Cassava is a root vegetable that is quite popular in the African and South American continent. Here are some pretty interesting things about this starchy vegetable that you should know.

Cassava is a root vegetable that is longish in structure, brown in color, and tapers at two distant ends. It resembles sweet potato a lot in appearance and just like other popular starchy vegetables such as potatoes and sweet potatoes, cassava can also be prepared in many interesting ways.

To use cassava in the best way possible, it is important that you must know about this vegetable in greater details. By acquainting yourself with this tuber you would be in a far better position to prepare dishes that best suits your palate.

Cassava is known by many different names and is popular throughout the world. In Brazil, it is known as mandioca or aipim, in Thailand as singkong, in Africa as mogo, in the Philippines as kamoteng kahoy or balinghoy, or with other popular names such as Brazillian arrowroot, tapioca, and yuca in other parts of the world.

The leaves of this tuber with dark and thick exterior are pretty much edible and are large and green in color. The starchy part of cassava that we eat is grown under the ground.

It tends to spoil fast after the harvest and some cassava varieties go bad in mere few days post harvest. Due to this reason, cassava is sold in the UK after getting a wax coat to preserve it.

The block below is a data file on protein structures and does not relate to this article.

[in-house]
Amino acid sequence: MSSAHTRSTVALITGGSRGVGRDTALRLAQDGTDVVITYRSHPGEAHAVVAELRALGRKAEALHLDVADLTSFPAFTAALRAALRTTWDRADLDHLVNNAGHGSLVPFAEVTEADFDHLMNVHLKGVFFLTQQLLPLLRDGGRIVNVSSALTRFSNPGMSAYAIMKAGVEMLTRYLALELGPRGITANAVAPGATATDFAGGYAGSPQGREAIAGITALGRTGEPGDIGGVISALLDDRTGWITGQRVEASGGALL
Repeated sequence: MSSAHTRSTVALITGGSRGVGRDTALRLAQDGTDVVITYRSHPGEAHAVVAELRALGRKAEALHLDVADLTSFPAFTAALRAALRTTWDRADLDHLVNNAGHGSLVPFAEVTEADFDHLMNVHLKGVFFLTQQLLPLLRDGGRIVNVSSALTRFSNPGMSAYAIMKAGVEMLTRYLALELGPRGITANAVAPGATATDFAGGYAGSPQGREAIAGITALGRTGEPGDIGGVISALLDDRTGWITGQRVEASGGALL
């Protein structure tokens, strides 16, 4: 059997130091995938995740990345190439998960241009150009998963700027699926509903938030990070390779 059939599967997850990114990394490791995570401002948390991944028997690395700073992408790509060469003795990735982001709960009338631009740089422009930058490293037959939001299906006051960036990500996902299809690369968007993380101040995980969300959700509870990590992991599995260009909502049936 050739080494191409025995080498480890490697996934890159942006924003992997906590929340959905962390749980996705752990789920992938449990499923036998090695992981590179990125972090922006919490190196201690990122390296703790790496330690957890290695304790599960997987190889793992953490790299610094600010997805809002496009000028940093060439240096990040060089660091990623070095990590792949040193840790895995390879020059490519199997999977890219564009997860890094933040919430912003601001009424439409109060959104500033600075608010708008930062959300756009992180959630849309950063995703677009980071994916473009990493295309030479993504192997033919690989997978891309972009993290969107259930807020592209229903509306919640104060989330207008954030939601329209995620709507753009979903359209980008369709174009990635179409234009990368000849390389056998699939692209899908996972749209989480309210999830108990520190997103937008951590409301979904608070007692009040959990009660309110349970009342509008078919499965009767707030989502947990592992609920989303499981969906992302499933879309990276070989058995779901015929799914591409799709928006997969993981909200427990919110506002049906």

You may check the quality of cassava by trimming the ends off. Good cassava will be white inside and the spoilt one will be black.

Cassava should never be eaten raw as it contains harmful toxins that are concentrated on the outer layer of the cassava skin. You must peel it properly and remove the brown part before you turn it in to your preferred preparation.

The dried and ground cassava root is completely gluten free and can be used as an alternative to flour or as a thickening agent. In Brazil, cassava flour is mixed with water and forced through a sieve to prepare pancakes that are popularly sold as street food.

The starchy white pearls present in bubble tea are prepared by forcing moistened cassava flour through a sieve.

Peeled and sliced cassava becomes soft upon boiling. Dry out the soft cassava slices and deep fry them to prepare yummy cassava chips.

Tape or the fermented version of cassava is popularly used in Indonesia to make sweet preparations.

Cassava pie is a rich and traditional sweet in Bermuda that is served during Christmas time.

Gari is the soaked, grated, sundried, finely sieved, and dried version of cassava that resembles couscous and is prepared in Africa.

Chili Mogo, Pili Pili Mogo, Gari Foto, and fried cassava crisps are other popular African recipes that are prepared using cassava.